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Connecting People to Outdoor Recreation By: David Torem (after an interview with Vince Pruis Mountains to Sound Greenway Trust)

In zir work as the Teanaway Engagement Coordinator for the Mountains to Sound Greenway Trust, Vince Pruis organizes free events for the community that blend outdoor recreation and education. Vince believes that the two, recreation and education, feed into and enhance each other, as well as the lives of the people on the landscape.

Vince has always been interested in the outdoors; zir first backpacking trip (as an infant, in a backpack) was up Umtanum Canyon. In college, Vince studied environmental anthropology, researching how shared experiences of nature motivate environmental activism. One project Vince worked on was Feral Atlas, a digital humanities project focusing on the more-than-human Anthropocene, the proposed epoch defined by how human activity has affected our planet. The project aims to make scientific literature more approachable by incorporating art and narrative, and by making it free. Vince shared with me the work they are currently doing to promote outdoor recreation and a connection between people and our environment.

For the last two and a half years, Vince has worked to increase community engagement and general knowledge about the Teanaway Community Forest (TCF). The TCF is the largest community forest in the state, with an area of over 50,000 acres, and the last undammed headwaters to the Yakima River. Vince jokes that zir whole job is to hype up other people’s work there. Vince does a lot of outreach: organizing events, field trips, advocacy, and other background work to get the community engaged and up-to-date on the TCF.

With the free Teanaway Interpretive Events, Vince blends outdoor recreation and education in zir work. The Teanaway Interpretive Events each provide an opportunity for community members to go on guided hikes or walks led by local experts and enthusiasts to learn more about what makes this place unique. Ze says, “Outdoor recreation isn’t just exercise! It involves being present in and passing through a particular environment.” The Teanaway Interpretive Events’ form of place based education is mentally stimulating and forges strong feelings of connection to the location and feelings of responsibility to steward it in local communities. 

Outdoor recreation keeps us healthy, and in the face of climate change and ecological struggle, engaging in projects and activities that create natural infrastructure provides hope. Learning more about your particular environment, and the ways your neighbors are already working to preserve it, while immersed in it, can set that hope in action. Outdoor recreation isn’t just exercise like on an indoor machine, but rather feeling one’s surroundings, in mind and body, grounding people in nature and creating a feeling of interconnectedness with the land.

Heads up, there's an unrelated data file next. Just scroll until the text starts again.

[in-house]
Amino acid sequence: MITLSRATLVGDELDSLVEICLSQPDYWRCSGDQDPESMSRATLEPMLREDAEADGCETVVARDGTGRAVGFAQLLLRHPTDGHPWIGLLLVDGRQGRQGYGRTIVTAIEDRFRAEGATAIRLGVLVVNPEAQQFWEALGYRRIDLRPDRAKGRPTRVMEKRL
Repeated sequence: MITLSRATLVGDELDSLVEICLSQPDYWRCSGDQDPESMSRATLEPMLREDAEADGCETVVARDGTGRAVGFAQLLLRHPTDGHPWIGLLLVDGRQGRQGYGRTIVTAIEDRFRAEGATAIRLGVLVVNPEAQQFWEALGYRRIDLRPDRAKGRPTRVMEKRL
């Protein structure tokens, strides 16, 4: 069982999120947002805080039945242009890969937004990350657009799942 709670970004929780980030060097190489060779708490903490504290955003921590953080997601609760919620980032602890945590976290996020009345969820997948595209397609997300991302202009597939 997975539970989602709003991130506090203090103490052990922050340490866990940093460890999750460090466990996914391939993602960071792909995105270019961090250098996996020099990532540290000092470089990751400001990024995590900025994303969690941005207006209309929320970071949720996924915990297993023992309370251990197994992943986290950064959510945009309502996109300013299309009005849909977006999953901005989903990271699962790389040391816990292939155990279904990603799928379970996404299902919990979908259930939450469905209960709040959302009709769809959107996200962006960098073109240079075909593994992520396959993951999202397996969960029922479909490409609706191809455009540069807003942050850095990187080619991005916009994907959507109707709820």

The Teanaway Community Forest Management Plan has five guiding goals (you can read more about those here). These goals are met by the work of the agencies that co-manage the forest–the Department of Natural Resources and the Department of Fish and Wildlife–with the input of a citizen advisory committee, and by the support from partner organizations who do work like trail building and restoration. However, most people recreating in the Teanaway don’t know much about what’s happening on the land they enjoy. Thus, the need for Teanaway Interpretive Events. These events seek to connect why the area matters, the 5 goals of the TCF, and outdoor recreation. There are 7-10 events annually, each tackling a different topic. This summer’s events have a dual-perspective theme, bringing together two speakers at each event from different areas of expertise. Nine events are being planned, with several already scheduled:

  • May 18th: Rivers Walk, on hydrogeology and river restoration.

  • June 1st: Weeds Workshop, on identifying weeds and the importance of native plants.

  • June 8th: Birds and Rivers, on how river restoration shapes bird habitat.

  • July 13th: Rocks in the Life Cycle, on geology and forest health.

The Teanaway Interpretive Events give participants the skills to read landscapes, explore their curiosity, and motivate their feelings of stewardship. They hinge on the idea that outdoor recreation isn’t just about getting a workout in. It’s also a chance for us to mindfully connect with nature, learn about the outdoors, and experience what’s worth protecting. 

Also see Vince at KEEN's Get Intimate with the Shrub-Steppe May 10-12 - details here:

1 Comment

May 02

Nice write up!

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